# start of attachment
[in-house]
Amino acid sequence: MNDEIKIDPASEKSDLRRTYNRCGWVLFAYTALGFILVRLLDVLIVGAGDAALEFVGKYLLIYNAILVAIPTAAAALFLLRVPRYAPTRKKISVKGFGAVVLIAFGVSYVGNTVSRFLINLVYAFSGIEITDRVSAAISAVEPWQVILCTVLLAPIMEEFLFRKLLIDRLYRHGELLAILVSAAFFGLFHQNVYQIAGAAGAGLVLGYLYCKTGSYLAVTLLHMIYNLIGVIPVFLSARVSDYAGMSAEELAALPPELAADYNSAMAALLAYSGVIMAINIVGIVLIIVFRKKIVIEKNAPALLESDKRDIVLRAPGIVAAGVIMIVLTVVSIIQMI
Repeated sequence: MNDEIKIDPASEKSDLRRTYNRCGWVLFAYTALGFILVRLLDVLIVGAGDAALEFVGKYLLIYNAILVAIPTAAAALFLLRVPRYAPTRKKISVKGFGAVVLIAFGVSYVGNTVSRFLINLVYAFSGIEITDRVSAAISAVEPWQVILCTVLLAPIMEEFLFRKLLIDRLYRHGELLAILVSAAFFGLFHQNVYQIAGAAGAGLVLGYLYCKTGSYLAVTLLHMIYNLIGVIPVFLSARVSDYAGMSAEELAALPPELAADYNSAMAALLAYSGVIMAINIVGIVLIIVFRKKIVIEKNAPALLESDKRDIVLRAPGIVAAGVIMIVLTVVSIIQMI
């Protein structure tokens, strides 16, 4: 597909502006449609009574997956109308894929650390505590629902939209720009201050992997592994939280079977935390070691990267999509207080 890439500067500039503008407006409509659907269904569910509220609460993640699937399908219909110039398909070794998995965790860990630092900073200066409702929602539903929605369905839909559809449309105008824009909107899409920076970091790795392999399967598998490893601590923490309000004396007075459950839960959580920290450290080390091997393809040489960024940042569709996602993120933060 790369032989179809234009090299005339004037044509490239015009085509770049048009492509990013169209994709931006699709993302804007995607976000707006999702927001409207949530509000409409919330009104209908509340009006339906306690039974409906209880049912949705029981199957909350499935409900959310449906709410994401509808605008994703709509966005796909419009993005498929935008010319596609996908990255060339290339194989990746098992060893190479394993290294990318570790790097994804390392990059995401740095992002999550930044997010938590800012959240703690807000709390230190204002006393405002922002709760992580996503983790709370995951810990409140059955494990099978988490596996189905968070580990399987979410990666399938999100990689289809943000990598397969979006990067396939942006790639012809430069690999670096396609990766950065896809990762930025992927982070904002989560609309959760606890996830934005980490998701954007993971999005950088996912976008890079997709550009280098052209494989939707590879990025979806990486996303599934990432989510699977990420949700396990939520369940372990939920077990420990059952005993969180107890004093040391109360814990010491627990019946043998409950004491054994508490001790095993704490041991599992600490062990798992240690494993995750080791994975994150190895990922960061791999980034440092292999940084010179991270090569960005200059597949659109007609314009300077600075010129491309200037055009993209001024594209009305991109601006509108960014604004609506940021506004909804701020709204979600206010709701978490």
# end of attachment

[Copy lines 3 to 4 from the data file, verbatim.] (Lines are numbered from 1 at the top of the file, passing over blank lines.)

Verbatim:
Repeated sequence: MNDEIKIDPASEKSDLRRTYNRCGWVLFAYTALGFILVRLLDVLIVGAGDAALEFVGKYLLIYNAILVAIPTAAAALFLLRVPRYAPTRKKISVKGFGAVVLIAFGVSYVGNTVSRFLINLVYAFSGIEITDRVSAAISAVEPWQVILCTVLLAPIMEEFLFRKLLIDRLYRHGELLAILVSAAFFGLFHQNVYQIAGAAGAGLVLGYLYCKTGSYLAVTLLHMIYNLIGVIPVFLSARVSDYAGMSAEELAALPPELAADYNSAMAALLAYSGVIMAINIVGIVLIIVFRKKIVIEKNAPALLESDKRDIVLRAPGIVAAGVIMIVLTVVSIIQMI
């Protein structure tokens, strides 16, 4: 597909502006449609009574997956109308894929650390505590629902939209720009201050992997592994939280079977935390070691990267999509207080 890439500067500039503008407006409509659907269904569910509220609460993640699937399908219909110039398909070794998995965790860990630092900073200066409702929602539903929605369905839909559809449309105008824009909107899409920076970091790795392999399967598998490893601590923490309000004396007075459950839960959580920290450290080390091997393809040489960024940042569709996602993120933060 790369032989179809234009090299005339004037044509490239015009085509770049048009492509990013169209994709931006699709993302804007995607976000707006999702927001409207949530509000409409919330009104209908509340009006339906306690039974409906209880049912949705029981199957909350499935409900959310449906709410994401509808605008994703709509966005796909419009993005498929935008010319596609996908990255060339290339194989990746098992060893190479394993290294990318570790790097994804390392990059995401740095992002999550930044997010938590800012959240703690807000709390230190204002006393405002922002709760992580996503983790709370995951810990409140059955494990099978988490596996189905968070580990399987979410990666399938999100990689289809943000990598397969979006990067396939942006790639012809430069690999670096396609990766950065896809990762930025992927982070904002989560609309959760606890996830934005980490998701954007993971999005950088996912976008890079997709550009280098052209494989939707590879990025979806990486996303599934990432989510699977990420949700396990939520369940372990939920077990420990059952005993969180107890004093040391109360814990010491627990019946043998409950004491054994508490001790095993704490041991599992600490062990798992240690494993995750080791994975994150190895990922960061791999980034440092292999940084010179991270090569960005200059597949659109007609314009300077600075010129491309200037055009993209001024594209009305991109601006509108960014604004609506940021506004909804701020709204979600206010709701978490």